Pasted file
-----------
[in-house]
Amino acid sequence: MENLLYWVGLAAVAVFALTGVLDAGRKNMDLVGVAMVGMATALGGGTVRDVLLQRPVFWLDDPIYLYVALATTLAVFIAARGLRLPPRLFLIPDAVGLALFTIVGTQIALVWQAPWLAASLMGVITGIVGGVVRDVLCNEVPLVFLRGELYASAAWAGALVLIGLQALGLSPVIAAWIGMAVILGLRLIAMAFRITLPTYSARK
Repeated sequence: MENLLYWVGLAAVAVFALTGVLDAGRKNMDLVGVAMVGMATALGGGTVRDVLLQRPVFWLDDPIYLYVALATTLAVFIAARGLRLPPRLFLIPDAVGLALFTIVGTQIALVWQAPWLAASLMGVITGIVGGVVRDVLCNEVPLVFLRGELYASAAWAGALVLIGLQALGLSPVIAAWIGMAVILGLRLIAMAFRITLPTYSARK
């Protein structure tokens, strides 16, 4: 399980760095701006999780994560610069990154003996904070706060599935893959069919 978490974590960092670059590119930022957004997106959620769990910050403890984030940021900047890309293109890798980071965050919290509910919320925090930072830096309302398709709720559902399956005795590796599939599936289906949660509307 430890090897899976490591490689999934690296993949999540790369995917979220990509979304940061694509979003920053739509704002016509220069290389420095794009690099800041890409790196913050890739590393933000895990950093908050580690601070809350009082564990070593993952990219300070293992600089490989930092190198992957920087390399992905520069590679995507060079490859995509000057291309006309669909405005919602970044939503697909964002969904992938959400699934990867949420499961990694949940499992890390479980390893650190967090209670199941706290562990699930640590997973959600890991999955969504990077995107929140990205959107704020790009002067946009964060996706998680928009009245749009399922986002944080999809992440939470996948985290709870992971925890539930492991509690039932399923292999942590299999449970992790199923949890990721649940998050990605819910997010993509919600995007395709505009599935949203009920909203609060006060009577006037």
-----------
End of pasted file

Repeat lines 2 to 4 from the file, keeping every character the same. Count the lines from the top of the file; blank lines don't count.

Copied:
Amino acid sequence: MENLLYWVGLAAVAVFALTGVLDAGRKNMDLVGVAMVGMATALGGGTVRDVLLQRPVFWLDDPIYLYVALATTLAVFIAARGLRLPPRLFLIPDAVGLALFTIVGTQIALVWQAPWLAASLMGVITGIVGGVVRDVLCNEVPLVFLRGELYASAAWAGALVLIGLQALGLSPVIAAWIGMAVILGLRLIAMAFRITLPTYSARK
Repeated sequence: MENLLYWVGLAAVAVFALTGVLDAGRKNMDLVGVAMVGMATALGGGTVRDVLLQRPVFWLDDPIYLYVALATTLAVFIAARGLRLPPRLFLIPDAVGLALFTIVGTQIALVWQAPWLAASLMGVITGIVGGVVRDVLCNEVPLVFLRGELYASAAWAGALVLIGLQALGLSPVIAAWIGMAVILGLRLIAMAFRITLPTYSARK
């Protein structure tokens, strides 16, 4: 399980760095701006999780994560610069990154003996904070706060599935893959069919 978490974590960092670059590119930022957004997106959620769990910050403890984030940021900047890309293109890798980071965050919290509910919320925090930072830096309302398709709720559902399956005795590796599939599936289906949660509307 430890090897899976490591490689999934690296993949999540790369995917979220990509979304940061694509979003920053739509704002016509220069290389420095794009690099800041890409790196913050890739590393933000895990950093908050580690601070809350009082564990070593993952990219300070293992600089490989930092190198992957920087390399992905520069590679995507060079490859995509000057291309006309669909405005919602970044939503697909964002969904992938959400699934990867949420499961990694949940499992890390479980390893650190967090209670199941706290562990699930640590997973959600890991999955969504990077995107929140990205959107704020790009002067946009964060996706998680928009009245749009399922986002944080999809992440939470996948985290709870992971925890539930492991509690039932399923292999942590299999449970992790199923949890990721649940998050990605819910997010993509919600995007395709505009599935949203009920909203609060006060009577006037």